Critics: Pentagon budget fails to account for crises at home, abroad
The Washington Post March 29, 2022
WASHINGTON — President Joe Biden’s defense spending proposal met an onslaught of criticism from congressional Republicans upon its release Monday for failing, they say, to adequately address escalating inflation and the West’s standoff with Russia over Ukraine — growing crises that, officials acknowledged, did not factor into the Pentagon’s request to Congress.
The administration is seeking a budget of $773 billion for the Defense Department in fiscal 2023, which begins in October — an increase of more than $30 billion from what Congress approved for the current fiscal year. The request envisions spending increases for the development of next-generation weapons, including hypersonic missiles, and modernizing the nuclear triad.
Such “foundational” changes, Pentagon Comptroller Michael McCord told reporters, are vital considering China remains the “long-term, big-picture” threat to the United States. McCord said that the proposal was finalized before Russian President Vladimir Putin’s invasion of Ukraine in late February and that “it was too late to change it even if we had wanted” to reflect the growing anxieties the United States and its NATO allies are facing as a result.
The omission has put the Pentagon’s budget request at odds with the wishes of some in Congress who will make the final decisions about defense spending.
Sen. James Inhofe of Oklahoma, the Senate Armed Services Committee’s top Republican, characterized it as inadequate and a reflection of the world that Biden “wishes for - but not the world as it is.”
Such politically charged disputes are a perennial affair in Washington, where defense the only category of federal spending that Congress has jealously guarded as its right to authorize, and not simply appropriate, year after year. Armed Services Committee Chairman Jack Reed, D-R.I., nodded to this in a statement Monday, noting that Biden’s request “is an outline and a starting point.”
Defense Secretary Lloyd Austin cheered the budget proposal for prioritizing the challenge posed by China while preserving the U.S. military’s posture of deterrence against “the acute threat of an aggressive Russia and the constantly emerging threats posed by North Korea, Iran, and violent extremist organizations.”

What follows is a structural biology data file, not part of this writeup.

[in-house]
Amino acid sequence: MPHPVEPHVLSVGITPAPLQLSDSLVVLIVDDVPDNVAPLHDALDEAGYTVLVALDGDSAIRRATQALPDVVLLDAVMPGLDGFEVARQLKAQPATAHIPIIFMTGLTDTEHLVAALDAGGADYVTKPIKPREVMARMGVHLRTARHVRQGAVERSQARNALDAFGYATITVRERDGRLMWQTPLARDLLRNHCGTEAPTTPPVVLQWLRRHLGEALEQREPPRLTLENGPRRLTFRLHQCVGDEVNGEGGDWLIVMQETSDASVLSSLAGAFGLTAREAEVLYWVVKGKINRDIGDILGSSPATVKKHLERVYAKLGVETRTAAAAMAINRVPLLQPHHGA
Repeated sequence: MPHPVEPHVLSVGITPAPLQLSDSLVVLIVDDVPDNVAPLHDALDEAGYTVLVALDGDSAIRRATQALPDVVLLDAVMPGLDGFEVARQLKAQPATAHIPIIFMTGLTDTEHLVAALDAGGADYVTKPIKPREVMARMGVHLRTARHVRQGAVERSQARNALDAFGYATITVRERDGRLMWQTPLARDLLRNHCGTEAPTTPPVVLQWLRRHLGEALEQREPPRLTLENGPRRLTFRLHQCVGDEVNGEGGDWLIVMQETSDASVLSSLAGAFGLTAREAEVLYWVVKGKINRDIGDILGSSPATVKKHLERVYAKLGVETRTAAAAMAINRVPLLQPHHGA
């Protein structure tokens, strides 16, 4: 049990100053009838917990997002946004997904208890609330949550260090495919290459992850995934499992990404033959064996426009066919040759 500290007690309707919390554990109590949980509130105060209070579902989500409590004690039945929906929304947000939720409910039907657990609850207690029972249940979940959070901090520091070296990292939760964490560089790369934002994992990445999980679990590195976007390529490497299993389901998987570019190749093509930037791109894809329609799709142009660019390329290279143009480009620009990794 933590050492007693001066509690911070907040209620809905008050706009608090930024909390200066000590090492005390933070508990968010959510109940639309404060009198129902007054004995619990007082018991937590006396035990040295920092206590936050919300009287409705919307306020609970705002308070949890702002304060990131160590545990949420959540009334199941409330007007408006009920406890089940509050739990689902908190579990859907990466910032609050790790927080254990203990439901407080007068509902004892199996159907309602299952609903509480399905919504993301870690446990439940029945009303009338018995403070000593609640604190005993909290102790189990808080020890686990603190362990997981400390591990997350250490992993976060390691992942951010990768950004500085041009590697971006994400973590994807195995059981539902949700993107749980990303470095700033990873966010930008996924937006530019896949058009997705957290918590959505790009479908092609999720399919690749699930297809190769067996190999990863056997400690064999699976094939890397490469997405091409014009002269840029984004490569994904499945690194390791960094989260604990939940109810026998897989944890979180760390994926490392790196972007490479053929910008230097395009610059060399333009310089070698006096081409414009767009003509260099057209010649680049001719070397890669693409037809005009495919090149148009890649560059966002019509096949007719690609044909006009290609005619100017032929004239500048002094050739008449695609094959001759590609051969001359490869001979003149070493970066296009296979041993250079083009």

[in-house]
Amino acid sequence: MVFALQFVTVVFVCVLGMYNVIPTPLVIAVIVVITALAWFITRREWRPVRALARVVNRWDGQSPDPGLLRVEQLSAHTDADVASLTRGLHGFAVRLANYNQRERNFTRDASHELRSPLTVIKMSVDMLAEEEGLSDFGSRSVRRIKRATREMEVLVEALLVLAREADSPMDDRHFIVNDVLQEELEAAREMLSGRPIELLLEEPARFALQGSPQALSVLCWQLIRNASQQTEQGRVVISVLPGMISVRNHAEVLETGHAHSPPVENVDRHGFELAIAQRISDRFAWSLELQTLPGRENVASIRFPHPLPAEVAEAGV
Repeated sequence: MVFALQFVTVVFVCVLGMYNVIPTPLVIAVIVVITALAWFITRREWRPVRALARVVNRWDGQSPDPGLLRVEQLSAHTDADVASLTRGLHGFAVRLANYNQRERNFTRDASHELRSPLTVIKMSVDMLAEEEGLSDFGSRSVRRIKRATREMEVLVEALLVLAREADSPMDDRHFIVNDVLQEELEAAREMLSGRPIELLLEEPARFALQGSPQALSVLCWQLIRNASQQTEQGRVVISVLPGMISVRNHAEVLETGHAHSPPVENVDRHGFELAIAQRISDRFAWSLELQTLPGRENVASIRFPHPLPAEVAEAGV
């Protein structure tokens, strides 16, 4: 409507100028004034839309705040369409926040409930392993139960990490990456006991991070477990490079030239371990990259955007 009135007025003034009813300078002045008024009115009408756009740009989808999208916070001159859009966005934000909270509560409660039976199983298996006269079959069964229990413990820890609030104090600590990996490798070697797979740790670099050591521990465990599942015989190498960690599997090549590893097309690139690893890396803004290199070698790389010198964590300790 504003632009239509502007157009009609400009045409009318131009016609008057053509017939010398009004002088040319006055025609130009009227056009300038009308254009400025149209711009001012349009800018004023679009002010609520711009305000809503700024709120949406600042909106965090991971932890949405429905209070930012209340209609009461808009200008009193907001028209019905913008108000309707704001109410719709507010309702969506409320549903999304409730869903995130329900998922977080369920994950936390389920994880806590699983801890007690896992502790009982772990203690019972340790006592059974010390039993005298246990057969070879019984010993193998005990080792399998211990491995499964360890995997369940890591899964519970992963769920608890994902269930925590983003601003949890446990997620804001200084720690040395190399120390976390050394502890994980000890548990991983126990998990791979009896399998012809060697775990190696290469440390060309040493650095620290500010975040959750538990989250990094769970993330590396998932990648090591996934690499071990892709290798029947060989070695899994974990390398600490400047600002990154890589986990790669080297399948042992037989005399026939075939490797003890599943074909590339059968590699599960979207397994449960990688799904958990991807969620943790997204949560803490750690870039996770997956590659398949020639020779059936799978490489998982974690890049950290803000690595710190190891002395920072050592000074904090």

But Republicans say the Pentagon is being unrealistic about its numbers. At the core of their concerns is the inflation rate, which was at 7.9% in February. Biden’s defense request, however, is a 4% increase over this year’s spending — a net loss, the GOP points out, unless economic trends radically reverse.
“My colleagues and I were clear with President Biden: our warfighters need a defense budget that is 5% above the rate of inflation,” the House Armed Services Committee’s top Republican, Rep. Mike Rogers of Alabama, said in a statement.
A report published Monday from management consulting firm McKinsey & Co. found that if inflation hovers at 7%, the Pentagon would lose about 20% of its current purchasing power. “The cumulative loss of buying power from 2021 to 2026 could be some $480 billion, which is equivalent to the cost of about 6,000 F-35 fighter jets or 160,000 Patriot missiles,” the report states.
At a time in which the Pentagon has enhanced its force posture in Europe to counter Russia, sought to invest in the defense of allies in the Indo-Pacific threatened by China’s rise and tried to maintain at least some influence in the Middle East, there are growing demands for such hardware — and it is unclear whether the Pentagon’s plans will keep pace, critics say.
The fiscal 2023 budget request would fund 61 new F-35 fighter jets at a cost of $11 billion — the current budget cycle devoted $8.7 billion to procure 85 — as well as about two dozen new F-15EX fighters and 15 new KC-46 aerial refueling tankers. It also lays out $28 billion for nine new battle force ships, $7.2 billion for long-rage precision weapons, including hypersonic and subsonic weapons, and $34.4 billion to modernize the nation’s nuclear arsenal. There is also almost a billion dollars in there to improve Guam’s defenses.
But other key initiatives remain largely static. The European Deterrence Initiative, a framework for countering Russia, was awarded $4 billion for this year, and the Pentagon is seeking $4.2 billion in fiscal 2023; meanwhile the request for military assistance for Ukraine remains steady at $300 million. The administration is seeking $6.1 billion in fiscal 2023 for the Pacific Deterrence Initiative, a program rolled out in 2020 as a framework for countering China and funded at a top line of $7.1 billion this year.
Democrats already are warning that tough trade-offs may be coming, especially as the military seeks to decommission certain platforms and systems and invest those funds elsewhere. “Belt tightening in any department, particularly defense, is always a challenge, but it is also an opportunity to evaluate what is necessary and what drives innovation,” Reed said in his statement, indicating his support for “efforts to achieve billions of dollars in savings by offloading unnecessary equipment and programs.”
But Republicans maintain the Pentagon simply needs more to work with.
“We must do more to change the military balance of power in the next five years,” Inhofe said, warning that “cuts to key capabilities . . . mean we will lose ground against China’s and Russia’s rapidly expanding arsenals.”